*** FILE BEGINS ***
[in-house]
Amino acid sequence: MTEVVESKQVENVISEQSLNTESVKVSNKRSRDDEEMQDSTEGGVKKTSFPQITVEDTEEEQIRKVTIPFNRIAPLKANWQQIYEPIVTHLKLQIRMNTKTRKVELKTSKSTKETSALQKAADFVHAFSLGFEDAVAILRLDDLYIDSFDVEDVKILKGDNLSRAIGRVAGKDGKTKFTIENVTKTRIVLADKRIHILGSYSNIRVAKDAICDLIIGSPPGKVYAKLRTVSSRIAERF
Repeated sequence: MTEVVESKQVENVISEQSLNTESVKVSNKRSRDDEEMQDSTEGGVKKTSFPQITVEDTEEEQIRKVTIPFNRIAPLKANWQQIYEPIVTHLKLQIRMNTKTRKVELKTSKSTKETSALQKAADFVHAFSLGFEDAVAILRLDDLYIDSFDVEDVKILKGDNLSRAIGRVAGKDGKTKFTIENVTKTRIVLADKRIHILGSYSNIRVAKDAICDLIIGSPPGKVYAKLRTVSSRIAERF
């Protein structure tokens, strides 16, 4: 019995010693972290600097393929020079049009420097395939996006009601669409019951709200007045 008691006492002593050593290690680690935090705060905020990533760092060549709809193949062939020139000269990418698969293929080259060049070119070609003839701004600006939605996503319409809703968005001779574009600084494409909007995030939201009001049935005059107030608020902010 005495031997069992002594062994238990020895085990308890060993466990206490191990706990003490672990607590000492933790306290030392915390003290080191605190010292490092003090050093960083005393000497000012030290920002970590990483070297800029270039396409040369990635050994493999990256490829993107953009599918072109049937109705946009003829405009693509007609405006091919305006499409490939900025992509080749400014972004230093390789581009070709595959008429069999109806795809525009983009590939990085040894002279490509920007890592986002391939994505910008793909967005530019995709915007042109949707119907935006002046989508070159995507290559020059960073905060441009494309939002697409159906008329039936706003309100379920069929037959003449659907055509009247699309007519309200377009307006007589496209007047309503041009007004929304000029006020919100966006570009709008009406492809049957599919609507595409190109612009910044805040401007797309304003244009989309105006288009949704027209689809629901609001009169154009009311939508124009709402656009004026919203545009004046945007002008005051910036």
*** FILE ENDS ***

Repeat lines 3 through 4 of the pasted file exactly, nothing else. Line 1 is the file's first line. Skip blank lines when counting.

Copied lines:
Repeated sequence: MTEVVESKQVENVISEQSLNTESVKVSNKRSRDDEEMQDSTEGGVKKTSFPQITVEDTEEEQIRKVTIPFNRIAPLKANWQQIYEPIVTHLKLQIRMNTKTRKVELKTSKSTKETSALQKAADFVHAFSLGFEDAVAILRLDDLYIDSFDVEDVKILKGDNLSRAIGRVAGKDGKTKFTIENVTKTRIVLADKRIHILGSYSNIRVAKDAICDLIIGSPPGKVYAKLRTVSSRIAERF
């Protein structure tokens, strides 16, 4: 019995010693972290600097393929020079049009420097395939996006009601669409019951709200007045 008691006492002593050593290690680690935090705060905020990533760092060549709809193949062939020139000269990418698969293929080259060049070119070609003839701004600006939605996503319409809703968005001779574009600084494409909007995030939201009001049935005059107030608020902010 005495031997069992002594062994238990020895085990308890060993466990206490191990706990003490672990607590000492933790306290030392915390003290080191605190010292490092003090050093960083005393000497000012030290920002970590990483070297800029270039396409040369990635050994493999990256490829993107953009599918072109049937109705946009003829405009693509007609405006091919305006499409490939900025992509080749400014972004230093390789581009070709595959008429069999109806795809525009983009590939990085040894002279490509920007890592986002391939994505910008793909967005530019995709915007042109949707119907935006002046989508070159995507290559020059960073905060441009494309939002697409159906008329039936706003309100379920069929037959003449659907055509009247699309007519309200377009307006007589496209007047309503041009007004929304000029006020919100966006570009709008009406492809049957599919609507595409190109612009910044805040401007797309304003244009989309105006288009949704027209689809629901609001009169154009009311939508124009709402656009004026919203545009004046945007002008005051910036």